Ottoneu Hot Right Now: Most Active Auctions

As we come down to the final weeks of the season, auctions shift from being primarily about this year to, at least for some teams, a full-on 2023 focus. That makes the bidding less straight-forward and for some of the players being auctioned right now, contenders and rebuilders will have very different values.

The Rookie InfieldersJordan Groshans and Rodolfo Castro don’t share a ton in common, but they are both rookie infielders in the top five of most active auctions at the moment.

Groshans has some prospect pedigree, having appeared on top 100 lists in the past, but lost some shine over the years, as his power never developed. His hit tool looks better than expected, even if the power is less than expected, and he still projects to be a solid big leaguer. The problem for me is that hit-over-power CI types don’t usually carry much weight in Ottoneu.

That said, Groshans has a couple of things playing to his advantage. First, he has SS eligibility for 2023 locked up. That lowers the standard he needs to hit to be useful by quite a bit, and while it seems likely he is 3B-only by 2024, you get a full-season of using him as a SS before you have to decide if he plays at 3B.

The second is, at least right now, 3B is pretty weak. Among 3B-eligible players with 400+ PA in 2022, the top 10 by points per game include low-power guys like Yandy Diaz and Luis Arraez. Six of the top 15 have less than 20 HR. Groshans needs to walk and hit for a pretty high average to make that work, but his plate discipline suggests that is in play, and a power breakout isn’t impossible. I would love to have him for $2-$3 to hold through the off-season; if I am desperate for 3B/SS on a contender, I could easily pay more than that with an intention of cutting in the off-season.

Castro does not have the pedigree, but he has legitimately intriguing power potential if he can just get to that power. Scouting reports suggest issues with swing-and-miss and issues with breaking pitches, but his K-rate has stayed below 30% – not good but manageable – and he now has 21 homers across two levels this year and is walking at a decent rate, as well. His line looks even better if you just focus on his most recent call-up, since August 9.

Castro feels more to me like a “ride the hot streak” candidate than a guy I want to build with long-term. If you need the depth now, don’t worry about the price, just focus on how much space you have and how much you need him. Then, worry about his future value in the off-season. Maybe we learn more about him and his role and his value jumps? Maybe someone else is willing to trade for him? Or maybe you just let him go.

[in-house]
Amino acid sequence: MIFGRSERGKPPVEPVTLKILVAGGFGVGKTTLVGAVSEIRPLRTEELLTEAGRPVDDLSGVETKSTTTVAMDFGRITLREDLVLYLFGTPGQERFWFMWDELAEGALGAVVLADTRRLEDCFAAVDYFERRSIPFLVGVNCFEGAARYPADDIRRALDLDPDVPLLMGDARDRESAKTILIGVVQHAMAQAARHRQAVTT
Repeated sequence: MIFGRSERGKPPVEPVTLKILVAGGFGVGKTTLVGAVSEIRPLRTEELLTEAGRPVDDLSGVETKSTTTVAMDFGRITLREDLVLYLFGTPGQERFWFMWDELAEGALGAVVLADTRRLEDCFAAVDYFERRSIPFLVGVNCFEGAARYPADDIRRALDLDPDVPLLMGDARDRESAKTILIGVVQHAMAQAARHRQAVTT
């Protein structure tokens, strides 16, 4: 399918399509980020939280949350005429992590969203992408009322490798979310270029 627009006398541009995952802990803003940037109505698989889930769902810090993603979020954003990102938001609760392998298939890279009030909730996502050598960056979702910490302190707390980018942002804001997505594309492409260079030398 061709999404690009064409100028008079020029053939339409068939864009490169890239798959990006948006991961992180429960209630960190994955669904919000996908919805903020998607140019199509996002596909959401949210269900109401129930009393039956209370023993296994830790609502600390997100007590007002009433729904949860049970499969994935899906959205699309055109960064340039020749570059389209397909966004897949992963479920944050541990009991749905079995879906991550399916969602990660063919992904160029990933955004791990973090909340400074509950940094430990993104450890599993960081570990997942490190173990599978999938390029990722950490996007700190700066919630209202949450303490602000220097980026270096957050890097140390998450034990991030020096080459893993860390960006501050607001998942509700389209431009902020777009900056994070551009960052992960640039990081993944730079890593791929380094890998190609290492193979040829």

The Diamondback Rookies – The Diamondbacks promoted twin aces, at least if their first three combined starts are to be believed. Ryne Nelson came first and has now thrown 13 innings without allowing a run across two starts with 13 strikeouts and two walks (one of which was intentional). Drey Jameson came next and threw seven shutout in his debut, with five strikeouts and a walk. Interestingly, neither was very good in the minors, though league and park factors may be obscuring their talent in those numbers.

Both pitchers are fastball-heavy, as Jameson threw 42% four-seamers and 30% sinkers in his debut, while Nelson is at 68% four-seamers overall. Nelson, however, mixes three other pitches – a slider, curve and change – while James leaned on just two others – a slider and change – throwing just one curve.

Jameson, however, didn’t feature the same control as Nelson. While he was able to keep his sinker, slider and change in the zone at above league average rates, his four-seamer was in the zone just 36.8% of the time (league-average is 50.5%). For Nelson, his slider was out of the zone more than you’d like, but with a 71.4% whiff rate, he is getting what he needs from that pitch.

I have a bit more interest in Nelson and if I am going to bet on one of them, it’s him. The DBacks have the Padres, Dodgers, Giants, Astros, Giants and Brewers to finish the season, so there is risk of some really bad matchups. For me, that means I am buying these guys – and Nelson specifically – for the future, not because I expect to use him this year.

Realistically, I want to target these two at auction in 2023, rather than buying them now. If I have cash and they’ve been nominated, I might bid $5-$7 just to make sure the price stays high, pushing them back into the auction next year. If I happen to get one at $2? Maybe I reconsider keeping them at $4 for 2023.

The VetElvis Andrus has never been a big piece for Ottoneu, but he’s popular right now and it is not hard to see why. While he has been his usually glove-first self for the season, ever since coming to Chicago, he has been crushing the ball, posting a 153 wRC+. And it’s not just batted ball luck, as his BABIP is just .317.

That said, his 22% HR/FB rate does not seem like something he can support. He simply doesn’t hit the ball hard enough for that to be sustainable.

I get why people are buying in, and I understand riding the streak, but we have more than 8,000 PA telling us who he is and the last 2,200 of them (other than this recent streak) have been really bad. If I need IF help, I would rather gamble on Castro or Groshans developing – especially since they could theoretically have long-term value – than use a roster spot hoping Andrus keeps this up.


A long-time fantasy baseball veteran and one of the creators of ottoneu, Chad Young's writes for RotoGraphs and PitcherList, and can be heard on the ottobot podcast. You can follow him on Twitter @chadyoung.

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